“We are not telling the centers what to do,” Piske said. “What we are telling centers is to charge what they think is needed to operate a quality program and hire and retain qualified teachers.”

Havener has presented figures estimating the cost to provide quality child care at $49 per day, or $1,061 per month. And Piske argues the current rates are well below what it costs to provide a quality program.

“For some time, tuition has been relatively locked,” Piske said. “We know what it costs to provide a quality education.”

Along with proving funding for child-care workers, a portion of the tax money will also be used for scholarships.

“Every family will be asked to complete a financial aid application,” Havener said. “Scholarships will be based on the family’s income, cost of the child’s tuition and the quality of program they choose.

“The scholarships are to help support families. Everyone who qualifies through the financial aid program will be paying their fair share of the children’s tuition.”

The group is proposing families pay between 7 percent and 13 percent of their gross annual income on child care.

“We will encourage everyone to fill out a financial aid form,” Piske said.

Steamboat Springs resident Jocelyne Hillmuth is adamantly against the tax proposals.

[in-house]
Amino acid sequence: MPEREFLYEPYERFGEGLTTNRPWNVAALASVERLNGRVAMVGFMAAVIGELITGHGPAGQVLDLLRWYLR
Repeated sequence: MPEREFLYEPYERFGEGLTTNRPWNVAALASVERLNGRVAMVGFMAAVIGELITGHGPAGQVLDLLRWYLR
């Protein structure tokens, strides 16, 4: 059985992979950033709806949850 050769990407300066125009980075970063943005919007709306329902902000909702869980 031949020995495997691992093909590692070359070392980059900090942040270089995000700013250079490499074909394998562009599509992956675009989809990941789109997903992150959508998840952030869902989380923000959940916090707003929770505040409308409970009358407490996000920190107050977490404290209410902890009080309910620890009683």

For eight years, Hillmuth worked as a teacher but gave up her career to raise her three daughters, who range in age from 4 months to 5.

“Early child care is a choice, not a necessity,” Hillmuth said. “Why should my family pay for other people’s child care?”

Hillmuth recommends that going to the public for tax dollars is not the right approach. Hillmuth said employers must step up to the plate.

“If a business really needs people to work, they should subsidize the care,” Hillmuth said. “They should not look to struggling families who are trying to make it on one income.

“All I ask the public to do is do their homework and really look at what they are trying to do.”

Havener said funding child care could reduce the burden for taxpayers in the future.

“No one likes taxes,” Havener said. “But in order to have infrastructure that works, a tax that benefits our youngest kids is well invested.”

If the taxes are approved, a nine-member advisory board would be formed to make decisions and form policies.

The Steamboat Springs City Council and Routt County Commissioners would appoint three seats each. The Steamboat Springs, Hayden and South Routt school districts each would appoint a representative to the advisory board.

If the proposals fail, Piske is worried about child care in the county in the future.

“I see a huge hierarchy of child care based on social status,” Piske said. “I would like to avoid that.

“Whether the taxes are approved, people now know about this issue. We really feel making preschool available to everyone is important. If you disagree with this tax, educate yourself and come up with a better proposal.”

To reach Gary Salazar call 871-4205

or e-mail gsalazar@steamboatpilot.com